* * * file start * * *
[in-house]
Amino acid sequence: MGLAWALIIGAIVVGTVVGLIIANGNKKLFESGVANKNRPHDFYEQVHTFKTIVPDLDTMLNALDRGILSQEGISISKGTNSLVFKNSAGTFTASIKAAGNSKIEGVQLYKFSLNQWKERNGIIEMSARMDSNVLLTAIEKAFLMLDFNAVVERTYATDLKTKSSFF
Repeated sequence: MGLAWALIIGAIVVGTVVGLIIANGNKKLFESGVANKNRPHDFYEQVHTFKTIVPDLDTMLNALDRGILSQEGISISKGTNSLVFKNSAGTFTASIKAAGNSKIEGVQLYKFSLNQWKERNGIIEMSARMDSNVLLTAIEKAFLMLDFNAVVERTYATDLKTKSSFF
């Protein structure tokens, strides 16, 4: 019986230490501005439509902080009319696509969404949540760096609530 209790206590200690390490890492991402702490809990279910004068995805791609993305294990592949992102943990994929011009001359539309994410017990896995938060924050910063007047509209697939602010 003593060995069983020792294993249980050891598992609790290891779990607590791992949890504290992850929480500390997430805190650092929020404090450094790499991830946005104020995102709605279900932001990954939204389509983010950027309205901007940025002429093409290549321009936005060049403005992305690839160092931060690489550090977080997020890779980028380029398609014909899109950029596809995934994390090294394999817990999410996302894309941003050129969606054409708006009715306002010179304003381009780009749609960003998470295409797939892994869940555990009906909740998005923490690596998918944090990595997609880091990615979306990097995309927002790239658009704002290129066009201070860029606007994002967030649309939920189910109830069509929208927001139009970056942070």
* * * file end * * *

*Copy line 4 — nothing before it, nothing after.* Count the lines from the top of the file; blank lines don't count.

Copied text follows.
């Protein structure tokens, strides 16, 4: 019986230490501005439509902080009319696509969404949540760096609530 209790206590200690390490890492991402702490809990279910004068995805791609993305294990592949992102943990994929011009001359539309994410017990896995938060924050910063007047509209697939602010 003593060995069983020792294993249980050891598992609790290891779990607590791992949890504290992850929480500390997430805190650092929020404090450094790499991830946005104020995102709605279900932001990954939204389509983010950027309205901007940025002429093409290549321009936005060049403005992305690839160092931060690489550090977080997020890779980028380029398609014909899109950029596809995934994390090294394999817990999410996302894309941003050129969606054409708006009715306002010179304003381009780009749609960003998470295409797939892994869940555990009906909740998005923490690596998918944090990595997609880091990615979306990097995309927002790239658009704002290129066009201070860029606007994002967030649309939920189910109830069509929208927001139009970056942070």